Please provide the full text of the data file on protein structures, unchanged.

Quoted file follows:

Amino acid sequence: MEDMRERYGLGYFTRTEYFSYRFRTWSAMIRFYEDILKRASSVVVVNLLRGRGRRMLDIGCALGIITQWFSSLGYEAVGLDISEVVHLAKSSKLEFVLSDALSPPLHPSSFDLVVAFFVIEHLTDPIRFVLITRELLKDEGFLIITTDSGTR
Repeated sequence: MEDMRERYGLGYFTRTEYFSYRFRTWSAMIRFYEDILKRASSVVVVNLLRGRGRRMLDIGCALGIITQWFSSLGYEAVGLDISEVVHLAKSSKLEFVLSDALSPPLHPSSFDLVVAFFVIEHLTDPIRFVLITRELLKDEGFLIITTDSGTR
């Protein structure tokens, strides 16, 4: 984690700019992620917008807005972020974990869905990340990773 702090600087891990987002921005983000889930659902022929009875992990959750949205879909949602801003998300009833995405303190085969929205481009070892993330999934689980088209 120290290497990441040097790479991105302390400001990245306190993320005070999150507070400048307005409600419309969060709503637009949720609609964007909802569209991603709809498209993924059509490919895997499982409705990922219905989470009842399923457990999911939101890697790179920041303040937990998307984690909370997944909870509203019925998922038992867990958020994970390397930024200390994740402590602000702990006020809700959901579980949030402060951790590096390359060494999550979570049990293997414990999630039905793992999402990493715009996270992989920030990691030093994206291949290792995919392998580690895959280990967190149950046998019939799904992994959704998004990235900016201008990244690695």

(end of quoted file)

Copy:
Amino acid sequence: MEDMRERYGLGYFTRTEYFSYRFRTWSAMIRFYEDILKRASSVVVVNLLRGRGRRMLDIGCALGIITQWFSSLGYEAVGLDISEVVHLAKSSKLEFVLSDALSPPLHPSSFDLVVAFFVIEHLTDPIRFVLITRELLKDEGFLIITTDSGTR
Repeated sequence: MEDMRERYGLGYFTRTEYFSYRFRTWSAMIRFYEDILKRASSVVVVNLLRGRGRRMLDIGCALGIITQWFSSLGYEAVGLDISEVVHLAKSSKLEFVLSDALSPPLHPSSFDLVVAFFVIEHLTDPIRFVLITRELLKDEGFLIITTDSGTR
């Protein structure tokens, strides 16, 4: 984690700019992620917008807005972020974990869905990340990773 702090600087891990987002921005983000889930659902022929009875992990959750949205879909949602801003998300009833995405303190085969929205481009070892993330999934689980088209 120290290497990441040097790479991105302390400001990245306190993320005070999150507070400048307005409600419309969060709503637009949720609609964007909802569209991603709809498209993924059509490919895997499982409705990922219905989470009842399923457990999911939101890697790179920041303040937990998307984690909370997944909870509203019925998922038992867990958020994970390397930024200390994740402590602000702990006020809700959901579980949030402060951790590096390359060494999550979570049990293997414990999630039905793992999402990493715009996270992989920030990691030093994206291949290792995919392998580690895959280990967190149950046998019939799904992994959704998004990235900016201008990244690695």